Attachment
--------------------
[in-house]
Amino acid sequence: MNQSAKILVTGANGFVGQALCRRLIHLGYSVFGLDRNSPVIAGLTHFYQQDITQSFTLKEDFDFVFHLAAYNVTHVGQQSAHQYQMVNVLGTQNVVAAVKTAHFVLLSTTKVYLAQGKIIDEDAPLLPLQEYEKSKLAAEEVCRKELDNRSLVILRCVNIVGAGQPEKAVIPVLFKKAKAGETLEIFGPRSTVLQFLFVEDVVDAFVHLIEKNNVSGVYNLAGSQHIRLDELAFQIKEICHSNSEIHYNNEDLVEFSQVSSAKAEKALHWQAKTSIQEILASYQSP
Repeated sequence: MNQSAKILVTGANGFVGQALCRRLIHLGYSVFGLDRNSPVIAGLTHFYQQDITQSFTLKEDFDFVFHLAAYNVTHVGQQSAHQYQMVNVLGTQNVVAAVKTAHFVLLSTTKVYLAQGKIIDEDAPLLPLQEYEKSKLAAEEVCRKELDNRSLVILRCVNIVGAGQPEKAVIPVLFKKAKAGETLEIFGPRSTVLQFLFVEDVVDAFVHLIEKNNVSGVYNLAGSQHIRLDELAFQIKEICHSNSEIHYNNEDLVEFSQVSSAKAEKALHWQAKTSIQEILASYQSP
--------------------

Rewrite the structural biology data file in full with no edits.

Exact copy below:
[in-house]
Amino acid sequence: MNQSAKILVTGANGFVGQALCRRLIHLGYSVFGLDRNSPVIAGLTHFYQQDITQSFTLKEDFDFVFHLAAYNVTHVGQQSAHQYQMVNVLGTQNVVAAVKTAHFVLLSTTKVYLAQGKIIDEDAPLLPLQEYEKSKLAAEEVCRKELDNRSLVILRCVNIVGAGQPEKAVIPVLFKKAKAGETLEIFGPRSTVLQFLFVEDVVDAFVHLIEKNNVSGVYNLAGSQHIRLDELAFQIKEICHSNSEIHYNNEDLVEFSQVSSAKAEKALHWQAKTSIQEILASYQSP
Repeated sequence: MNQSAKILVTGANGFVGQALCRRLIHLGYSVFGLDRNSPVIAGLTHFYQQDITQSFTLKEDFDFVFHLAAYNVTHVGQQSAHQYQMVNVLGTQNVVAAVKTAHFVLLSTTKVYLAQGKIIDEDAPLLPLQEYEKSKLAAEEVCRKELDNRSLVILRCVNIVGAGQPEKAVIPVLFKKAKAGETLEIFGPRSTVLQFLFVEDVVDAFVHLIEKNNVSGVYNLAGSQHIRLDELAFQIKEICHSNSEIHYNNEDLVEFSQVSSAKAEKALHWQAKTSIQEILASYQSP